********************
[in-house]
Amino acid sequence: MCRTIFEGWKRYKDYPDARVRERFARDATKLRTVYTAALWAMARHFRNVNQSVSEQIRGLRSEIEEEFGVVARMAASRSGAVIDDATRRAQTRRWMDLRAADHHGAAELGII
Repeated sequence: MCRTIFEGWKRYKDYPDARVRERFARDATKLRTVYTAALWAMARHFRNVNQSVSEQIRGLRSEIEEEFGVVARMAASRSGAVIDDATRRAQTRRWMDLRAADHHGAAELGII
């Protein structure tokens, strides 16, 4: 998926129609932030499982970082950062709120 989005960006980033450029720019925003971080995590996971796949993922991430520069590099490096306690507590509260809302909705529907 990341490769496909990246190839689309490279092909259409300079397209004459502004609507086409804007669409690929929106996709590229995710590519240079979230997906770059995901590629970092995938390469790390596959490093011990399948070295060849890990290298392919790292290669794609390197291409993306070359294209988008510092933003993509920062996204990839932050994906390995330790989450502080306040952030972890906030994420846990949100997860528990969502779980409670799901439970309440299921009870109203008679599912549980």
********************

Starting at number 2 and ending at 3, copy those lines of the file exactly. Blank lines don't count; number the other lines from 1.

Amino acid sequence: MCRTIFEGWKRYKDYPDARVRERFARDATKLRTVYTAALWAMARHFRNVNQSVSEQIRGLRSEIEEEFGVVARMAASRSGAVIDDATRRAQTRRWMDLRAADHHGAAELGII
Repeated sequence: MCRTIFEGWKRYKDYPDARVRERFARDATKLRTVYTAALWAMARHFRNVNQSVSEQIRGLRSEIEEEFGVVARMAASRSGAVIDDATRRAQTRRWMDLRAADHHGAAELGII